The New Student's Reference Work/Musk-Ox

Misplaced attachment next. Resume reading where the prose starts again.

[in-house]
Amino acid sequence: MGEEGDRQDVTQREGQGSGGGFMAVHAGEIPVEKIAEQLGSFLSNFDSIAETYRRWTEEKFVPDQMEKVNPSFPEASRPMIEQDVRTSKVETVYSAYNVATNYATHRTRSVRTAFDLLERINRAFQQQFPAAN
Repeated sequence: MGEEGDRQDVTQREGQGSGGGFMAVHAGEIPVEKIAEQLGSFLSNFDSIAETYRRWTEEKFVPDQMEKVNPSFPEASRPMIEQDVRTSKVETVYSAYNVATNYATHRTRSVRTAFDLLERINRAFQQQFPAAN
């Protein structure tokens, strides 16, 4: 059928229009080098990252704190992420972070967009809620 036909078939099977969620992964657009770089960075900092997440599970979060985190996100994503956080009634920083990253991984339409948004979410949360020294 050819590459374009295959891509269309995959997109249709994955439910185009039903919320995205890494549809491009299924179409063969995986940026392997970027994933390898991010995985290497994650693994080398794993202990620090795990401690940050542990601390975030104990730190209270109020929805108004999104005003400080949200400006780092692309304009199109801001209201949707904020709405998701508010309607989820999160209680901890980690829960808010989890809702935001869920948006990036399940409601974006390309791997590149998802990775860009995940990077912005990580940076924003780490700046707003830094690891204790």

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Musk-Ox or Musk-Sheep, an animal combining characteristics of the ox and sheep; in size and shape resembling the ox, in habit like the sheep. It is very agile, swift and sure of foot. It is now restricted to arctic America north of latitude 60°, but formerly was more widely distributed and occurred in England as well as in America. In this country it once wandered as far south as Kentucky. Now its favorite haunts are the upper tributaries of Mackenzie River and the region about Great Bear and Great Slave Lakes. It is a strange-looking creature, appearing to be a low mass of hair of great length and thickness, tangled at the shoulders. The legs Hornaday describes as short and post-like; the head is massive; the tail very short; the horns meet in the middle of the forehead and curve downward and outward, and the tips point upward. The coat next the body is very fine and soft, of a light brown color; the outer hairs are coarser, darker, sometimes a foot long. The hairy coat is shed during hot weather. A full-grown male reaches a weight of 450 pounds. The animal gets its name from its peculiar musky odor, concerning the origin of which there is doubt. They live in herds of 20 or 30 or upward, feed on grasses, lichens, moss, willow and pine-shoots, and are hunted for food. The flesh of some is very palatable, of others tough and unpleasantly musky. It is an important food-animal to Eskimo and Arctic explorer.